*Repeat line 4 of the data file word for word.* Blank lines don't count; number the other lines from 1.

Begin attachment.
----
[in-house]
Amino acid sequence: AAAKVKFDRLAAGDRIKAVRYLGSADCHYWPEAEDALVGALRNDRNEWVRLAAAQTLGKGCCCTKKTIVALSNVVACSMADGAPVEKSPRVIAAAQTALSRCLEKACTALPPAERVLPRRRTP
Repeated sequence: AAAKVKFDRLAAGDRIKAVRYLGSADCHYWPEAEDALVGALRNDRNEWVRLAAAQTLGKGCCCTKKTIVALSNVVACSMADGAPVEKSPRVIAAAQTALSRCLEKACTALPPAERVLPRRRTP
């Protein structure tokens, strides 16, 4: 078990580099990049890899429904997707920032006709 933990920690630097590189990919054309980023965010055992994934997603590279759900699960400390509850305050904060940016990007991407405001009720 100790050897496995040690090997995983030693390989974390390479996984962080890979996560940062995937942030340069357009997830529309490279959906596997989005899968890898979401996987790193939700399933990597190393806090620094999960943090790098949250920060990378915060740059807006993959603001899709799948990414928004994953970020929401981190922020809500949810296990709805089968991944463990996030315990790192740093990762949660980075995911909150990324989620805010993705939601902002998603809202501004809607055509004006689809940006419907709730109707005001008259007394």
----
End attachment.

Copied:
């Protein structure tokens, strides 16, 4: 078990580099990049890899429904997707920032006709 933990920690630097590189990919054309980023965010055992994934997603590279759900699960400390509850305050904060940016990007991407405001009720 100790050897496995040690090997995983030693390989974390390479996984962080890979996560940062995937942030340069357009997830529309490279959906596997989005899968890898979401996987790193939700399933990597190393806090620094999960943090790098949250920060990378915060740059807006993959603001899709799948990414928004994953970020929401981190922020809500949810296990709805089968991944463990996030315990790192740093990762949660980075995911909150990324989620805010993705939601902002998603809202501004809607055509004006689809940006419907709730109707005001008259007394």